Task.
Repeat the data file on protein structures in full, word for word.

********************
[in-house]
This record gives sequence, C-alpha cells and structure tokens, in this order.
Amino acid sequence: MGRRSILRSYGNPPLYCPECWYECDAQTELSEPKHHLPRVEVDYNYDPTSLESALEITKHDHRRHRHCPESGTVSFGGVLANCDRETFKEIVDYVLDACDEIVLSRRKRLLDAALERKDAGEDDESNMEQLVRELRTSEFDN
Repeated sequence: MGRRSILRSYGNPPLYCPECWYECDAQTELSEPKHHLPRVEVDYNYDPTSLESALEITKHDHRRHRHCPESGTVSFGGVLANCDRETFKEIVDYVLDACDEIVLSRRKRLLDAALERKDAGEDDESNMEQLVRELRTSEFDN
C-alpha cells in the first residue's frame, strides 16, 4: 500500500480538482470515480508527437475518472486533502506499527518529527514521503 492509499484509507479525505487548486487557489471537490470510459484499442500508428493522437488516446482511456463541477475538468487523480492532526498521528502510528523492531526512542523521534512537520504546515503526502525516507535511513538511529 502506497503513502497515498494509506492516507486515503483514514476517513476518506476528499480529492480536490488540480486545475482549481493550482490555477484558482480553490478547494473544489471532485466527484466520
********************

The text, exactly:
[in-house]
This record gives sequence, C-alpha cells and structure tokens, in this order.
Amino acid sequence: MGRRSILRSYGNPPLYCPECWYECDAQTELSEPKHHLPRVEVDYNYDPTSLESALEITKHDHRRHRHCPESGTVSFGGVLANCDRETFKEIVDYVLDACDEIVLSRRKRLLDAALERKDAGEDDESNMEQLVRELRTSEFDN
Repeated sequence: MGRRSILRSYGNPPLYCPECWYECDAQTELSEPKHHLPRVEVDYNYDPTSLESALEITKHDHRRHRHCPESGTVSFGGVLANCDRETFKEIVDYVLDACDEIVLSRRKRLLDAALERKDAGEDDESNMEQLVRELRTSEFDN
C-alpha cells in the first residue's frame, strides 16, 4: 500500500480538482470515480508527437475518472486533502506499527518529527514521503 492509499484509507479525505487548486487557489471537490470510459484499442500508428493522437488516446482511456463541477475538468487523480492532526498521528502510528523492531526512542523521534512537520504546515503526502525516507535511513538511529 502506497503513502497515498494509506492516507486515503483514514476517513476518506476528499480529492480536490488540480486545475482549481493550482490555477484558482480553490478547494473544489471532485466527484466520